Research in this work package aims at an advanced understanding of the properties of different manure types and their value as a fertilizer before and after processing.
As a result of this work package, existing standards for manure will be evaluated and new standards for manure types established to achieve a safe and sustainable agricultural use of manure as well as processed manure products in the Baltic Sea Region. Special emphasis will be put on phosphorus (P) since this essential nutrient is a limited, non-renewable resource and high concentrations of P in surface waters are a major contributor to eutrophication.
The kick-off workshop was a great success. It gathered 45 participants from all the 18 participating partners from 8 countries. Baltic Manure contributes to the overall goal as a flagship project of the EU Strategy for the Baltic Sea Region. The strategic objective of the Baltic Sea Region Programme 2007-13 is to make the Baltic Sea Region an attractive place to invest, work and live in. Baltic Manure is supported with a total budget of 3.7 million Euro.
Baltic Manure improves the existing knowledge base on manure handling and use, aiming at common manure standards. Policy recommendations developed will enhance an advanced agronomical and environmentally sound manure management in the region. Manure resources (nutrients and energy) will be utilized more efficiently and new technologies and business activities developed in the field. Five technical themes will be treated in the project:1. Innovative technology for animal feeding and housing, processing, storage and spreading of manure
Dr. Gerlinde Nachtigall | idw
Energy crop production on conservation lands may not boost greenhouse gases
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How nature creates forest diversity
07.03.2017 | International Institute for Applied Systems Analysis (IIASA)
Astronomers from Bonn and Tautenburg in Thuringia (Germany) used the 100-m radio telescope at Effelsberg to observe several galaxy clusters. At the edges of these large accumulations of dark matter, stellar systems (galaxies), hot gas, and charged particles, they found magnetic fields that are exceptionally ordered over distances of many million light years. This makes them the most extended magnetic fields in the universe known so far.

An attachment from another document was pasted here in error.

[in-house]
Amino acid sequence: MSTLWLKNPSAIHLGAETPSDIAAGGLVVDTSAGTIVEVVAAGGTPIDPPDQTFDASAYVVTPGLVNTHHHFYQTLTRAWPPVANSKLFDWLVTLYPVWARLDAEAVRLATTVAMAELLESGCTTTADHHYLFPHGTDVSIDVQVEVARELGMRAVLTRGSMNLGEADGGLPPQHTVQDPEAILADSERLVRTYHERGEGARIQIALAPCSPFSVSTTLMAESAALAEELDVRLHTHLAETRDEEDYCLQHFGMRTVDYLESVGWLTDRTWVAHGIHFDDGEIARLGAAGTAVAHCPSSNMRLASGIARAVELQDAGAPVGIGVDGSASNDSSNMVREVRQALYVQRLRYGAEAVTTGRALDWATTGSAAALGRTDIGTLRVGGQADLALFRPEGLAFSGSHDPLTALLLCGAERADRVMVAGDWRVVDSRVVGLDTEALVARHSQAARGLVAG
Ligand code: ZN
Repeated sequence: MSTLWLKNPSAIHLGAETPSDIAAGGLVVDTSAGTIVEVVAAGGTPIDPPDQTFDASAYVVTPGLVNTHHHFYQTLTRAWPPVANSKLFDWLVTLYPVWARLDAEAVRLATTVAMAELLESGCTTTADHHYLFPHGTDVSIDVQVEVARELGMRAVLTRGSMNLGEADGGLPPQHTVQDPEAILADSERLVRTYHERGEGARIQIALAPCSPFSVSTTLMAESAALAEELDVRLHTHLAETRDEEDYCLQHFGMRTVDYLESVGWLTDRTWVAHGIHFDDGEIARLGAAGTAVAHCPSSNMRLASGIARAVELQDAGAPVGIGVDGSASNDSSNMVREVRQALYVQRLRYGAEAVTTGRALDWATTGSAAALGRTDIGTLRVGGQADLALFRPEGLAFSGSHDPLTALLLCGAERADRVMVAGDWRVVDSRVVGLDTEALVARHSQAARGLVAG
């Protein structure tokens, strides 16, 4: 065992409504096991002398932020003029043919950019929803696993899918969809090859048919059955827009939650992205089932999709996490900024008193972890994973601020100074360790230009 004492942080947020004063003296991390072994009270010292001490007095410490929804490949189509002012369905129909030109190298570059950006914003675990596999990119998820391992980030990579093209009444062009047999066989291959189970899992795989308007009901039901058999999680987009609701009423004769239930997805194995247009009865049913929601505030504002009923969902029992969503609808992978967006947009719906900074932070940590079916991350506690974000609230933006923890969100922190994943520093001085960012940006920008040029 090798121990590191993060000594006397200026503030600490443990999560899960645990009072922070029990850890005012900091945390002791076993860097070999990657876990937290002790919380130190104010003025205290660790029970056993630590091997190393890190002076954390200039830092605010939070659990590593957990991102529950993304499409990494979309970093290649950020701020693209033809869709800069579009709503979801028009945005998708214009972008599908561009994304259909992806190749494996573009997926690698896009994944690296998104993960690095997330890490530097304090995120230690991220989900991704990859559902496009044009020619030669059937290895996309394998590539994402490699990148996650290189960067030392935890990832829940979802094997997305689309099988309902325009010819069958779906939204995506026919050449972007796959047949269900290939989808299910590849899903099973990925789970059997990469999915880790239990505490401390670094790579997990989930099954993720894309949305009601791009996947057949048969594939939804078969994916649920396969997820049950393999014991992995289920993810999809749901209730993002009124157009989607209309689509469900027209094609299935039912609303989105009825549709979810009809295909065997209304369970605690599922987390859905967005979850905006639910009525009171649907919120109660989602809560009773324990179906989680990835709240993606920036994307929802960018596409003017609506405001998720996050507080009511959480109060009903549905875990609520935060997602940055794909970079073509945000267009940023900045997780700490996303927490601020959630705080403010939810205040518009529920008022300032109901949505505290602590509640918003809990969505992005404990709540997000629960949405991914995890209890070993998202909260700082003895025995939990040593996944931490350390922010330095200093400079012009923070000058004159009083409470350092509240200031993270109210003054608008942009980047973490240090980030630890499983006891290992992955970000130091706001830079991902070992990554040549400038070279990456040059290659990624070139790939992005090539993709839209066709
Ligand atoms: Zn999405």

The results will be published on March 22 in the journal „Astronomy & Astrophysics“.
Galaxy clusters are the largest gravitationally bound structures in the universe. With a typical extent of about 10 million light years, i.e. 100 times the...
Researchers at the Goethe University Frankfurt, together with partners from the University of Tübingen in Germany and Queen Mary University as well as Francis Crick Institute from London (UK) have developed a novel technology to decipher the secret ubiquitin code.
Ubiquitin is a small protein that can be linked to other cellular proteins, thereby controlling and modulating their functions. The attachment occurs in many...
In the eternal search for next generation high-efficiency solar cells and LEDs, scientists at Los Alamos National Laboratory and their partners are creating...
Silicon nanosheets are thin, two-dimensional layers with exceptional optoelectronic properties very similar to those of graphene. Albeit, the nanosheets are less stable. Now researchers at the Technical University of Munich (TUM) have, for the first time ever, produced a composite material combining silicon nanosheets and a polymer that is both UV-resistant and easy to process. This brings the scientists a significant step closer to industrial applications like flexible displays and photosensors.
Silicon nanosheets are thin, two-dimensional layers with exceptional optoelectronic properties very similar to those of graphene. Albeit, the nanosheets are...
Enzymes behave differently in a test tube compared with the molecular scrum of a living cell. Chemists from the University of Basel have now been able to simulate these confined natural conditions in artificial vesicles for the first time. As reported in the academic journal Small, the results are offering better insight into the development of nanoreactors and artificial organelles.
Enzymes behave differently in a test tube compared with the molecular scrum of a living cell. Chemists from the University of Basel have now been able to...
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